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Written by Lee Pitts   

Sign language

Signs these days work as well as an eight-term Congress person. If a sign says “wet paint,” people touch it. And how often do you see an abandoned couch beneath a “No Dumping” sign? If your “No Trespassing” sign isn’t stolen, it only serves as an invitation to party and picnic on your private property.

“No Hunting” signs only remind hunters to clean their gun in anticipation of hunting season, and if they see a big buck on your property, there isn’t a sign in the world that will keep them off it.

Let’s be honest—who amongst us, when they see a 65 mph speed limit sign, doesn’t drive 68 or 69 just to see what we can get away with? In every restaurant that has a sign that says, “No shoes, no shirt, no service,” you’re bound to see diners wearing tank tops and flip-flops because none of us like to be told what we can, or can’t, do.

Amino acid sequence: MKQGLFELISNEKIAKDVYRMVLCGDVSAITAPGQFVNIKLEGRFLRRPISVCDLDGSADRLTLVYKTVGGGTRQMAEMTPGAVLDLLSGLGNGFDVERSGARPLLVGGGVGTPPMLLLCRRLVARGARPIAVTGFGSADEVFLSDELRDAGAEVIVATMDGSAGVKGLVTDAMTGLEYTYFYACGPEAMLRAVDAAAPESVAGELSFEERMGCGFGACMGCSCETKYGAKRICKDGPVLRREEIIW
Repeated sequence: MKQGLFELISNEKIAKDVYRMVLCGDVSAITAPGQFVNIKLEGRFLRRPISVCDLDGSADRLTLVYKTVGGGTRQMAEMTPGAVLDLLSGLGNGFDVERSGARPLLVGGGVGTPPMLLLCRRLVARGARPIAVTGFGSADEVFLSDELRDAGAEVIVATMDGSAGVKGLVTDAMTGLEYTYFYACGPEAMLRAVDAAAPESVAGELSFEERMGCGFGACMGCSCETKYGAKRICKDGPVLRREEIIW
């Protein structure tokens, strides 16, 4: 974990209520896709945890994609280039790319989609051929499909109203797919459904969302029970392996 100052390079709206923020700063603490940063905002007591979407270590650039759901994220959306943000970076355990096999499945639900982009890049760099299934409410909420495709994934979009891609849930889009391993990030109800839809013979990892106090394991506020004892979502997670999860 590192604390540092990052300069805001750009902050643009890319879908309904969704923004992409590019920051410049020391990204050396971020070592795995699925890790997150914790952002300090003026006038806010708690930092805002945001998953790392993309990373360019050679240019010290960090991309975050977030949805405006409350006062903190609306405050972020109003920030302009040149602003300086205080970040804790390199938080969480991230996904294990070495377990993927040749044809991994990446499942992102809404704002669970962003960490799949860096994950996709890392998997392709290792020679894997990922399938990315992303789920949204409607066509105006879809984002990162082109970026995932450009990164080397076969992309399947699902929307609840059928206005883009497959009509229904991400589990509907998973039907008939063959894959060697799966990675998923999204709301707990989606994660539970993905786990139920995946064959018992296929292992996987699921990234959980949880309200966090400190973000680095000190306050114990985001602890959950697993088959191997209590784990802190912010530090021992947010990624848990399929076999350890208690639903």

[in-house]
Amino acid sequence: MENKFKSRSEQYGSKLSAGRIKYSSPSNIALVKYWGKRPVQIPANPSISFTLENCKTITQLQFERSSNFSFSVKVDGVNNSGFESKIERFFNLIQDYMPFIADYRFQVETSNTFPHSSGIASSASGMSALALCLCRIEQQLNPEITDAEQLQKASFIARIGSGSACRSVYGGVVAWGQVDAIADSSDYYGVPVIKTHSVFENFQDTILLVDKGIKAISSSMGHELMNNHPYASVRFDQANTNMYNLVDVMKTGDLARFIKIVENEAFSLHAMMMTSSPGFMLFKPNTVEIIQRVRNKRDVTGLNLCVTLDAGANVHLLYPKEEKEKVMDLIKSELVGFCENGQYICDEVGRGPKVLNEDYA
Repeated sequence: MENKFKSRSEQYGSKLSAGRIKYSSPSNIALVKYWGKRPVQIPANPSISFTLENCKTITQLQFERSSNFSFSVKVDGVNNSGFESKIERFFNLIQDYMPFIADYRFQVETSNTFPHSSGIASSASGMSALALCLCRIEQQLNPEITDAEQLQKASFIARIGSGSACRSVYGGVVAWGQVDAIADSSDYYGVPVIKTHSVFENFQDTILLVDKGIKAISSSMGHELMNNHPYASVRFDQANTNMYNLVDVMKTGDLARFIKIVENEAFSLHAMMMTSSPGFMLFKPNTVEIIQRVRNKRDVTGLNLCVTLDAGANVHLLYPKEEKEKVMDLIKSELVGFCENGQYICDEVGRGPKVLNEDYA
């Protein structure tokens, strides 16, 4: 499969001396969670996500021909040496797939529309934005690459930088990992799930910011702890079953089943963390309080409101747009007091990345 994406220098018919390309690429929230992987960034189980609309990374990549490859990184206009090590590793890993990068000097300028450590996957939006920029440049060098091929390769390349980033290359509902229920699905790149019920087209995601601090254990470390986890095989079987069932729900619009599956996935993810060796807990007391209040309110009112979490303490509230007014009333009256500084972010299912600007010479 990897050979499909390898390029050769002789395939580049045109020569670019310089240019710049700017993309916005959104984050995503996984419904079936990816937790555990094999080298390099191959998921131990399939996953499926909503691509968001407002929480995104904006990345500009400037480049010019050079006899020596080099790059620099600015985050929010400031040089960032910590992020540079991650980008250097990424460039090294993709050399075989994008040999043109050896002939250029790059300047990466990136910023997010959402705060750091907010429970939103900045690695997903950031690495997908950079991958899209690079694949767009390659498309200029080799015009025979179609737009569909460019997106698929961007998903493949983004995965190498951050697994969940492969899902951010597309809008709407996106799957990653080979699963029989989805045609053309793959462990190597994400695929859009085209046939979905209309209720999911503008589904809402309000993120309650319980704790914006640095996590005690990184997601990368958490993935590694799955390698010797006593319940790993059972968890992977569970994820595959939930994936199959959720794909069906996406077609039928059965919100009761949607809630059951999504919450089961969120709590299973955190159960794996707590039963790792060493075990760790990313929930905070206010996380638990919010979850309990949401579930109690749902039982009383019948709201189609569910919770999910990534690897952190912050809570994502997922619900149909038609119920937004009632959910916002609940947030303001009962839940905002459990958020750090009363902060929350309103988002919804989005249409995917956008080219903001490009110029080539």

Some people see a “No Parking” sign and their reaction is, “Well, we’ll just see about that, won’t we now? No one is going to tell me where to park!”

Part of the reason that signs don’t seem as effective anymore is because they are written poorly and convey the wrong image. For example, I’ve seen signs in restrooms of several restaurants that read, “Employees must wash your hands.”

I am perfectly capable of washing my own hands, thank you very much.

Those signs along the road that tell what services are available at the next exit can really be confusing. One in our area says “Hospital Camping Next Exit,” which makes visitors wonder how good medical care is in our neck of the woods.

Years ago the Readers Digest told of a sign in a church that read, “The bowl to the rear of the church that says, ‘For the Sick,’ is for monetary contributions only.” And a sign out front of another church that listed the week’s sermon and special messages said, “Do you know what hell is? Come and hear our organist.”

Some signs are funny, but I’m not sure they were meant to be. As a child on old Route 66, every summer we passed a lot of Stuckey’s signs that read, “Eat with us and get gas.” And I heard about a sign in a skyscraper restaurant restroom that read, “Toilet out of order. Please use floor below.” I’d hate to be the janitor in that place.


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Holyoke Enterprise July 31, 2014